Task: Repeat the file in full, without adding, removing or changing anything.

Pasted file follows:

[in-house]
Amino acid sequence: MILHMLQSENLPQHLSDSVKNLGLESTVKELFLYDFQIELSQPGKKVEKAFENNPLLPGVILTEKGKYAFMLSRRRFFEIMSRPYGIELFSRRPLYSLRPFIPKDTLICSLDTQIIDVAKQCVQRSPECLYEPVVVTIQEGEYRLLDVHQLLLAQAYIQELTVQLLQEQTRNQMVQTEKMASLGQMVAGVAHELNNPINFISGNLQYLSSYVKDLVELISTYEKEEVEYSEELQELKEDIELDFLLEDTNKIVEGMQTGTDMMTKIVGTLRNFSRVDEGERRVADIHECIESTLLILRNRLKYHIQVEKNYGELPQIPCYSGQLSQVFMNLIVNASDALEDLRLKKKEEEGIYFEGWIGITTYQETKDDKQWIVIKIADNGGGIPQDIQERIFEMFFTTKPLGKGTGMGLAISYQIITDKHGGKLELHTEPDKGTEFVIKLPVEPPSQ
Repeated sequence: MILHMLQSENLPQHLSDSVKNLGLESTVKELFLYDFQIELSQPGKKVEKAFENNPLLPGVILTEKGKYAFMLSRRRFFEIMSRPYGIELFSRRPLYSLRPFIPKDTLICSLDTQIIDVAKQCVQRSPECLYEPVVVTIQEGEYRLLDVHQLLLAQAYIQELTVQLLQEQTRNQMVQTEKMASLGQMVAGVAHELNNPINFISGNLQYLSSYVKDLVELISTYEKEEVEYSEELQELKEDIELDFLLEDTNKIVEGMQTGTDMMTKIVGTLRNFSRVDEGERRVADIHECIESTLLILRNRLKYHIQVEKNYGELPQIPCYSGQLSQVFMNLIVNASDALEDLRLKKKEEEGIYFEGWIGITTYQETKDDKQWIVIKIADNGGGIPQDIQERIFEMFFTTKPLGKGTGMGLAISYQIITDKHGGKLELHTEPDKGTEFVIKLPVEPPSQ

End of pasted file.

[in-house]
Amino acid sequence: MILHMLQSENLPQHLSDSVKNLGLESTVKELFLYDFQIELSQPGKKVEKAFENNPLLPGVILTEKGKYAFMLSRRRFFEIMSRPYGIELFSRRPLYSLRPFIPKDTLICSLDTQIIDVAKQCVQRSPECLYEPVVVTIQEGEYRLLDVHQLLLAQAYIQELTVQLLQEQTRNQMVQTEKMASLGQMVAGVAHELNNPINFISGNLQYLSSYVKDLVELISTYEKEEVEYSEELQELKEDIELDFLLEDTNKIVEGMQTGTDMMTKIVGTLRNFSRVDEGERRVADIHECIESTLLILRNRLKYHIQVEKNYGELPQIPCYSGQLSQVFMNLIVNASDALEDLRLKKKEEEGIYFEGWIGITTYQETKDDKQWIVIKIADNGGGIPQDIQERIFEMFFTTKPLGKGTGMGLAISYQIITDKHGGKLELHTEPDKGTEFVIKLPVEPPSQ
Repeated sequence: MILHMLQSENLPQHLSDSVKNLGLESTVKELFLYDFQIELSQPGKKVEKAFENNPLLPGVILTEKGKYAFMLSRRRFFEIMSRPYGIELFSRRPLYSLRPFIPKDTLICSLDTQIIDVAKQCVQRSPECLYEPVVVTIQEGEYRLLDVHQLLLAQAYIQELTVQLLQEQTRNQMVQTEKMASLGQMVAGVAHELNNPINFISGNLQYLSSYVKDLVELISTYEKEEVEYSEELQELKEDIELDFLLEDTNKIVEGMQTGTDMMTKIVGTLRNFSRVDEGERRVADIHECIESTLLILRNRLKYHIQVEKNYGELPQIPCYSGQLSQVFMNLIVNASDALEDLRLKKKEEEGIYFEGWIGITTYQETKDDKQWIVIKIADNGGGIPQDIQERIFEMFFTTKPLGKGTGMGLAISYQIITDKHGGKLELHTEPDKGTEFVIKLPVEPPSQ